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13 Jul 2017
Can optimism help your ocean conservation and management work?
Check how mentally afloat and able to inspire change are you.

The recent article presents the outcomes of several interviews to ocean optimists, including two founders and the coordinator of the Ocean Optimism movement as well as two psychologists/conservation behavior researchers who study conservation optimism.

“So here are some examples of notices in my e-mail inbox this morning: A study links orcas’ failed pregnancies to scarce food. Seafood is getting less nutritious. Ten percent of fish caught in oceans gets dumped. The plastic pollution crisis rivals climate change. I imagine some of your e-mail inboxes, Twitter feeds, Facebook updates, newspaper headlines, etc. look similar. And none of this is to mention the current direction of domestic environmental policies in my home country. So what is a newsletter editor whose job it is to read all of this (or an ocean conservation and management practitioner whose job it is to deal with this) to do to stay mentally afloat?" Sarah Carr from MEAM points out.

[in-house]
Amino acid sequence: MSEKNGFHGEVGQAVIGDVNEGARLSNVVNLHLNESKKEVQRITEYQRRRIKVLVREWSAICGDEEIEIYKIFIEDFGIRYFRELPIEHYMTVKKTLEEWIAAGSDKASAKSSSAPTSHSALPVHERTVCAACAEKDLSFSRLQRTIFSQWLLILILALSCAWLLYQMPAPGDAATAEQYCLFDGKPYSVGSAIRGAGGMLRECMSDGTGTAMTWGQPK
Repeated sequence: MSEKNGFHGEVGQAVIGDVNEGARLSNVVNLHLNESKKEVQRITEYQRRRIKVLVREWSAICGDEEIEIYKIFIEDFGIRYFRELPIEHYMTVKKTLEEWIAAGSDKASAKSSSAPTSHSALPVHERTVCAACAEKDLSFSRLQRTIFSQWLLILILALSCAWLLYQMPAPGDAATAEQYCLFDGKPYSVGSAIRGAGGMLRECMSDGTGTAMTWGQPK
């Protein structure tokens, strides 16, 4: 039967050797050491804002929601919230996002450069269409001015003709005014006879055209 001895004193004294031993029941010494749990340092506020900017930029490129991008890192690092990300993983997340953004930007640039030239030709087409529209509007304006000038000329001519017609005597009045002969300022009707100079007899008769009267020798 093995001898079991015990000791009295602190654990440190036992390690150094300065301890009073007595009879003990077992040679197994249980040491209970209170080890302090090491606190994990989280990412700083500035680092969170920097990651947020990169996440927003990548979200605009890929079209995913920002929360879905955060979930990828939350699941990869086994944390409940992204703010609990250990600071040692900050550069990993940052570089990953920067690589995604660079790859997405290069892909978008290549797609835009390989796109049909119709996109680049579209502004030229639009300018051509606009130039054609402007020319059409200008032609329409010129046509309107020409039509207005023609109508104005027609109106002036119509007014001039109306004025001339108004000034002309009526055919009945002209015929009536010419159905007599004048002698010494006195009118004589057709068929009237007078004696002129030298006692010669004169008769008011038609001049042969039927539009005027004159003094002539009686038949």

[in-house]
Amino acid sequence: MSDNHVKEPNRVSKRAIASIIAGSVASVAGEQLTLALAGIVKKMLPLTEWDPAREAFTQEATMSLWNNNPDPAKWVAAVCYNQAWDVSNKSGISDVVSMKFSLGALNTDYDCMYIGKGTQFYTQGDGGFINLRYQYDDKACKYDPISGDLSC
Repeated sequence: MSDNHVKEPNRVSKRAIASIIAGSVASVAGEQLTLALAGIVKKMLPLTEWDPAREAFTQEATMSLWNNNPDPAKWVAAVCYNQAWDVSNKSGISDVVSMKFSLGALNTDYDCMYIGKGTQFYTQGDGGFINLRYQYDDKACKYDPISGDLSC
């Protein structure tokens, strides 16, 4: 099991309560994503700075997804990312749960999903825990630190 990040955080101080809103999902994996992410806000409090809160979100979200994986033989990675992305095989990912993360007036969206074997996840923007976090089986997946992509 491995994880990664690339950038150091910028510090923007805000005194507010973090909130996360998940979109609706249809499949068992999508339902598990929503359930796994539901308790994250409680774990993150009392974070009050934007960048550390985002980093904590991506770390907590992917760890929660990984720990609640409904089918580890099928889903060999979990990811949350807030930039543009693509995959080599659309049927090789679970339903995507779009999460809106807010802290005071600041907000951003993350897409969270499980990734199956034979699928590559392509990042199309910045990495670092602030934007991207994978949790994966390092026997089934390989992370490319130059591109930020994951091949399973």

One of her conclusions is that ocean optimism can benefit ocean conservationists and managers – both in their day-to-day decision making as well as in how they communicate with the public.

What about you?

Take this simple psychometric test and find out how optimistic you are and contribute to the ongoing research on the role of optimism in conservation.

 

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